Church Planting Lessons from the First Fleet Part 5

HMS Supply, the oldest and smallest of the First Fleet ships

Commitment to the new community
It seems to me that there’s a connection between growing a large church and longevity in the leadership. The leading elder, along with other elders, is there for good, for the long haul. This obviously provides stability.

So I’ve been surprised over the years, to meet church-planters who are eager to leave after a very short time. And not surprised by the negative impact on the plant if that happens.

Of course, the Apostle Paul was often compelled, by persecution, to move on, but I’m not sure that’s always an applicable model for planters who may need to persevere until the work is established.

It finally dawned on the Australian ‘First Fleeters’ of 1788 that they were truly leaving the known world behind them. This truly hit home for the crew when they left Cape Town, about half way on their journey to Botany Bay.

David Hill writes, ‘Many felt as they headed away from the Cape that they were leaving behind all connections with the civilised world.’

David Collins, who was to act as the new colony’s Magistrate, writes, ‘When, if ever, we might again enjoy the commerce of the world, was doubtful and uncertain…All communication with families and friends now cut off, [we were] leaving the world behind us, to enter a state unknown.’ (1788, David Hill, William Heinemann Australia, p.130-131)

And so it is with us! At some point the daunting, but exciting, challenge hits home. We have left home and are building a new community for God in a new place. If we are alone, then we are in trouble. But, here’s the good news, Jesus tells us ‘I am with you always, to the very end of the age!’ (Matt 28:20)

Autonomy is the goal
The First Fleet of 11 ships were given enough provisions to hopefully last until they could begin farming for themselves in Australia. The list itself makes interesting reading!

1400 shovels and spades, 175 hammers and 747,000 nails!! They took many animals on board including sheep, goats, chickens and pigs – even 4 mares and 2 stallions. But they only took 12 ploughs. Clearly, they expected to do line fishing as they only took 14 fishing nets but 8000 fish hooks! Somehow or other a printing press was taken on this first journey. Click here for the full list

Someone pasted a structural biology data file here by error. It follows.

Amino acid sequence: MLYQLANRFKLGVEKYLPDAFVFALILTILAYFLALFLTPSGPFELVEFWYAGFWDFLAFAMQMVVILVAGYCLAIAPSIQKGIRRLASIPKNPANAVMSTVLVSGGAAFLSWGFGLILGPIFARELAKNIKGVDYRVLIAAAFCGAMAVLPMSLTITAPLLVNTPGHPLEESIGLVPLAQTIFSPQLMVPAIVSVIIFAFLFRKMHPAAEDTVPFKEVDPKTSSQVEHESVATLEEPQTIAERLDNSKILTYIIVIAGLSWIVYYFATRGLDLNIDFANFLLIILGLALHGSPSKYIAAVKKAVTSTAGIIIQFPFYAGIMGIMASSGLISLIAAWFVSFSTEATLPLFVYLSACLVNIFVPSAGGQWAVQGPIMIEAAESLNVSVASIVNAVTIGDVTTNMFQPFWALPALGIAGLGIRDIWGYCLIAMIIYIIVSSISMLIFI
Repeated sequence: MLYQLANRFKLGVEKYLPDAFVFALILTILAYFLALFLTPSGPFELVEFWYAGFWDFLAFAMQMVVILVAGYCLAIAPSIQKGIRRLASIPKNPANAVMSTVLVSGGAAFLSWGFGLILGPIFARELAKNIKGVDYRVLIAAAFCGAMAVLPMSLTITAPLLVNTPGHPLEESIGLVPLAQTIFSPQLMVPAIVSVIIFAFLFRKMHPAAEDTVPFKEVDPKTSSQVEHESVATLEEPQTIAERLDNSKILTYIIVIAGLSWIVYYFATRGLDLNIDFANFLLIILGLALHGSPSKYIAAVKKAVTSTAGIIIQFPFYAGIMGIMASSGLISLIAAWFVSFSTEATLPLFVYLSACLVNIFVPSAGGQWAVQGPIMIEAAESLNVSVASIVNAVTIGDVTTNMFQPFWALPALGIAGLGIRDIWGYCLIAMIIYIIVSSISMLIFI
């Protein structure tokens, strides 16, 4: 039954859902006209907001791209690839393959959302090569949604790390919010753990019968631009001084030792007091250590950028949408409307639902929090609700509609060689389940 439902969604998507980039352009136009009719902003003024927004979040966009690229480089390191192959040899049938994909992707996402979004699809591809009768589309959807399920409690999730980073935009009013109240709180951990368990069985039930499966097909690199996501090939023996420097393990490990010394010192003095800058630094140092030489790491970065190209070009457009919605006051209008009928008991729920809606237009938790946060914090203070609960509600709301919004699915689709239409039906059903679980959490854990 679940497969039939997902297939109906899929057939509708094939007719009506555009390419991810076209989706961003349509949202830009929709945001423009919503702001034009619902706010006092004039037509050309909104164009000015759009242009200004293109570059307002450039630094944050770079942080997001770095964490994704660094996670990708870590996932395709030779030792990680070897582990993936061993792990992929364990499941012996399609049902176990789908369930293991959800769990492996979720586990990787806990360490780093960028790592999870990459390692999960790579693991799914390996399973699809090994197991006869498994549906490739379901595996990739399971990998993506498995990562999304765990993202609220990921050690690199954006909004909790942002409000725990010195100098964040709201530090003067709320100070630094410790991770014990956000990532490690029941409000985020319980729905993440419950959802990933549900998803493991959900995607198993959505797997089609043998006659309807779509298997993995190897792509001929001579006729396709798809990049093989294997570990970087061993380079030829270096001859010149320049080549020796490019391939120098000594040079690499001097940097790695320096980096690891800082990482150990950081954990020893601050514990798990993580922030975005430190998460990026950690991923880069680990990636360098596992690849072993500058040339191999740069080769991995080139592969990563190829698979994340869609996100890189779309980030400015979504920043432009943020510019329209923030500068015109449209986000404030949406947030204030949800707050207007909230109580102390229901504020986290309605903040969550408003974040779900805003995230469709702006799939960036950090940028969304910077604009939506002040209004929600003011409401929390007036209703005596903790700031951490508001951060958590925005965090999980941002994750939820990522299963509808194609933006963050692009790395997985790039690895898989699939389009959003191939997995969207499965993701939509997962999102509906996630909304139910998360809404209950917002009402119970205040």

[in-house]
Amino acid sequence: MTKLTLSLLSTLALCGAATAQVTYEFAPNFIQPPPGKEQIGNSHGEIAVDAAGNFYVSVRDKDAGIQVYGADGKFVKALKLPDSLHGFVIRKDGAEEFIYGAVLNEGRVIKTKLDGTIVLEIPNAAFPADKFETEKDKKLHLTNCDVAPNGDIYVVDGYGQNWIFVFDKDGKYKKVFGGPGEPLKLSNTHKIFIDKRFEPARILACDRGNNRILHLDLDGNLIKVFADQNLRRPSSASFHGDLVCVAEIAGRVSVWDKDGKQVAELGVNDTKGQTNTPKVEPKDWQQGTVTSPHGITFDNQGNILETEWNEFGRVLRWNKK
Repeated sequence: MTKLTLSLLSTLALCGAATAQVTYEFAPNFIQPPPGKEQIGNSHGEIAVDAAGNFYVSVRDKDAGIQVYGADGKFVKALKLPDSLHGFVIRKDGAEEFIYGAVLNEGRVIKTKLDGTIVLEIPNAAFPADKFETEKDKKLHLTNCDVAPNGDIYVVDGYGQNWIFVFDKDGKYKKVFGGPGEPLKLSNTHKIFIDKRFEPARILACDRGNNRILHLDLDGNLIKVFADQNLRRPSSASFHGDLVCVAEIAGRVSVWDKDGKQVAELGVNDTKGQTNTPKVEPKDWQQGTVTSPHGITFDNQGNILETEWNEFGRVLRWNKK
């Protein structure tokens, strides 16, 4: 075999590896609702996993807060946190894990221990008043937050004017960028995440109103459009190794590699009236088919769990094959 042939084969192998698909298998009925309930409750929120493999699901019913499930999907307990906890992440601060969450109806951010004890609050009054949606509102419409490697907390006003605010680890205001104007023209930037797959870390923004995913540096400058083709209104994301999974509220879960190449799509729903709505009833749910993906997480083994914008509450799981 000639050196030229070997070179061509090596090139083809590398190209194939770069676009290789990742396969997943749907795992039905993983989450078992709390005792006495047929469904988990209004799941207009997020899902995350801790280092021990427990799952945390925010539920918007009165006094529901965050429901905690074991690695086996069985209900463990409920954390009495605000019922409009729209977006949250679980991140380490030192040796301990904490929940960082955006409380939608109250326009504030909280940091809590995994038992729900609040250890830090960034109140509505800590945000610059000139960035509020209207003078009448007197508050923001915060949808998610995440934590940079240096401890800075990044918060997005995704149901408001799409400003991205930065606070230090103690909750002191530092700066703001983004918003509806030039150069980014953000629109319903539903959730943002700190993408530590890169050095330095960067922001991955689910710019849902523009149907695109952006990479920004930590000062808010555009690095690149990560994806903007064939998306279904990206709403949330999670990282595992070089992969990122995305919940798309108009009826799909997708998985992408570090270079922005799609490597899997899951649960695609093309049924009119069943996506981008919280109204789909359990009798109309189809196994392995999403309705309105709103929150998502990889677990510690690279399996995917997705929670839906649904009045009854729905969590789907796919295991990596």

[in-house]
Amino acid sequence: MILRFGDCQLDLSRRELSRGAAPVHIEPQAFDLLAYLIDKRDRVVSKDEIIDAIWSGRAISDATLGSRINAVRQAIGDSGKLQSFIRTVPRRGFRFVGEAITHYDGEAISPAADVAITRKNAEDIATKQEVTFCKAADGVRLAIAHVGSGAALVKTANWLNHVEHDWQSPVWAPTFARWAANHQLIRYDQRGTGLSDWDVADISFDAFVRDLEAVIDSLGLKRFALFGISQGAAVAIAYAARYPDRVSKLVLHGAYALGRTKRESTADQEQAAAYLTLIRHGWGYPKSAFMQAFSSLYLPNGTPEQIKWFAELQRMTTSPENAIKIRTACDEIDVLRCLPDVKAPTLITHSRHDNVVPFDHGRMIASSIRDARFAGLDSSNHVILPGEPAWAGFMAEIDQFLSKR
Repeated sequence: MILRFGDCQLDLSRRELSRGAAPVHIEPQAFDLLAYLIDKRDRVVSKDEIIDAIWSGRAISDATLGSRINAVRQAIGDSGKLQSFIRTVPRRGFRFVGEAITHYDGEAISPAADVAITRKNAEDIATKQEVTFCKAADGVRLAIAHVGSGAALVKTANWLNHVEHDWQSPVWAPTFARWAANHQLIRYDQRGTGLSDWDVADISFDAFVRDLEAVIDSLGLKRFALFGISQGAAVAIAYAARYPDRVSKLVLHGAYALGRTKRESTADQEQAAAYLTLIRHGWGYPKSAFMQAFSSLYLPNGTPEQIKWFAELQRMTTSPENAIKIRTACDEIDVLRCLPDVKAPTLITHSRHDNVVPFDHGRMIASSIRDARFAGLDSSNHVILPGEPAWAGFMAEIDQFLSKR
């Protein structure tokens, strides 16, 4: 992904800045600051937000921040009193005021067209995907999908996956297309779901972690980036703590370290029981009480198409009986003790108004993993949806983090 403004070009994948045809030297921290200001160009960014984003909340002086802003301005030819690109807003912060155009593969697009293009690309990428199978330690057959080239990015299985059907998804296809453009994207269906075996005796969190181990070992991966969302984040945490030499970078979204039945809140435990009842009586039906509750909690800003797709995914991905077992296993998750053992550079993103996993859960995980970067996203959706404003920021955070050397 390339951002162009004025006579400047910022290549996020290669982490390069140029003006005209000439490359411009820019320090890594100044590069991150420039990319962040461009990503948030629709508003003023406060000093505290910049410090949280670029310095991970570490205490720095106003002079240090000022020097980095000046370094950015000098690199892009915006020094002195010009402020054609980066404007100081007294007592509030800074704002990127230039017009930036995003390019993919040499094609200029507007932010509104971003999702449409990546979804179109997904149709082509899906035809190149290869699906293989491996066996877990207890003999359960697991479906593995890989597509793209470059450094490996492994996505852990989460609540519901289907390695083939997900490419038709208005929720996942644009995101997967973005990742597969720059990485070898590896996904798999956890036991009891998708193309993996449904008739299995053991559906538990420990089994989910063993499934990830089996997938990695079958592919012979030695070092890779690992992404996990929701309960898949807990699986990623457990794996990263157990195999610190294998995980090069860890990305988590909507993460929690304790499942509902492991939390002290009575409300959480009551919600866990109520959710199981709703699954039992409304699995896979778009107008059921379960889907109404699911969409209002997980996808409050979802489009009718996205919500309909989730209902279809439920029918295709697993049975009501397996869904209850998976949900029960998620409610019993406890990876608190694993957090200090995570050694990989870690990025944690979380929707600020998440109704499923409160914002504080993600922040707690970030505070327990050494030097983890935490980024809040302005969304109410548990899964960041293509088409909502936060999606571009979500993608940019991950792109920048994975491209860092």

The relationship between the local Aboriginal people and the settlers is described by Hill as one of ‘mutual incomprehension’! And so the settlers undoubtedly lost key opportunities to learn.

Initially they were dependent on their own provisions and the whole colony came close to starvation a couple of times until they were relieved by more supplies from England. Finally, however, their farming skills grew.

Dependence on external resources may be initially necessary as a new church is planted, but obviously, the evidence that the work has taken root is that it is not only self-sustainable but also can become a centre of generous giving into other pioneering situations.

For the next installment in this story click here

For the first post in this series click here

© 2010 Church History Blog / Lex Loizides

JC Ryle on the Truths that Changed a Nation

JC Ryle - Christian Leaders of the 18th Century

We’ve been enjoying JC Ryle’s insights into the preaching that shook England in the 18th century, and which led to many thousands coming to Christ.

In this post we’ll look at the content of the messages that were given. In outlining these for us, Ryle is obviously suggesting that there was a need, in his own day, for a revival of such preaching.

It may be that in quaint 19th century England the ministers and evangelists had softened their message, taken the edges off, in order not to offend those outside the churches.

If we really believe that the message should stay the same, even though we should package it appropriate to the context, then it is surely helpful to hear good old Bishop Ryle’s warnings and exhortations.

Ryle gives seven essential truths that the Methodist preachers all agreed on and asserted to their hearers. We’ll look at the first three in this post.

1. The Authority of the Bible
Ryle says that they ‘taught constantly the sufficiency and supremacy of Holy Scripture.’

‘They knew nothing of any part of Scripture being uninspired.

‘They never flinched from asserting that there can be no error in the Word of God.

‘To that one book they were content to pin their faith, and by it to stand or fall. This was one grand characteristic of their preaching.’ (p.26)

2. The Sinfulness of Man

‘They taught constantly the total corruption of human nature.

‘They never flattered men and women…They told them plainly that they were dead, and must be made alive again…

‘Strange and paradoxical as it may seem to some, their first step towards making men good was to show them that they were utterly bad; and their primary argument in persuading men to do something for their souls was to convince them that they could do nothing at all.’ (p.26-27)